On top of the mixer should also be located a filter, necessary to release air when loading the mixer, or admit air when discharging the mixer.
Once the mix has been completed, it must be discharged from the mixer. The discharge must generally be quick, in order not to impact too much the cycle time of the mixing process
Different designs can be found. One common point in between those design is that the valve closing the mixing must not allow dead zone in the mixing chamber where the product could accumulate and not be mixed properly, which could cause quality issues once the product is further used or sold.
Common design include bomb doors, square flap and round hygienic valves.
Bomb doors are called this way since they are usually covering the whole bottom of the mixer. Once opened, the mix will fall immediately since no surface is anymore keeping it in the mixer. Bomb doors allow therefore a very quick and complete discharge, only few hundred grams of product will stay in the mixer. On the other hand, they require large mechanical and pneumatic system to operate and make them tight during the mix. A hopper needs to be connected right below the mixer.
Square flaps are very common. They can be easily designed, implemented and manufactured. Compared to bomb doors, the discharge area is much reduced, thus the discharge time will take longer. Such design may not be very hygienic, depending on the care the supplier took in manufacture and designing the shape of the flap.
Round hygienic design are proposed by some manufacture only. They offer the best level of hygiene, when this characteristic is important for the plant operator. On the other hand, these are usually small valve requiring a long discharge time. In order to speed up the discharge it may be necessary to install 2 valves. Few kg of product may stay in the mixer after the discharge.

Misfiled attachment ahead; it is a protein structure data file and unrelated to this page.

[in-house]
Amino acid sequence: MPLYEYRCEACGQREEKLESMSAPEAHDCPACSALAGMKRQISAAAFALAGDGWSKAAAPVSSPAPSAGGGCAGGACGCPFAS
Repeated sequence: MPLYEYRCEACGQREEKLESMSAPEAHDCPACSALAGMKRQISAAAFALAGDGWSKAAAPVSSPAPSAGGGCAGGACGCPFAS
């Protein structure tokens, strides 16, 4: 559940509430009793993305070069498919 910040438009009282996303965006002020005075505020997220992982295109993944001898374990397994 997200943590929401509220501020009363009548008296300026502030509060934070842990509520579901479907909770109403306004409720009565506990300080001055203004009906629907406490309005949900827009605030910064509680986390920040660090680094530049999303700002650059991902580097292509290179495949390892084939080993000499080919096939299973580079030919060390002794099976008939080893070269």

To be noted that the mixer should be on at low speed during discharge, it is necessary to push out the maximum of product and ensure high discharge rates.
The mixer should be the bottleneck of the installation of mixing, which means that it should not be slowed down by the process section upstream or downstream. The capacity of the installation should be a given and a batch size should be chosen in consequence, considering as well an estimated number of batches / h
Batch size (kg) = Capacity (kg/h) / Number batches per hour (/h)
The mixing process being actually volumetric, it is necessary to know the untapped (loose) density of the mixture to size properly the mixer.
Batch size (l) = Batch size (kg) / Loose density mix (kg/l)
On top of this, it is critical to consider that the system should never be filled at 100% of its capacity, in order to allow space for particles movement.
Total mixer size (l) = Batch size (l) / 0.7
Mixers have maximum filling coefficient in between 0.65 to 0.8 usually.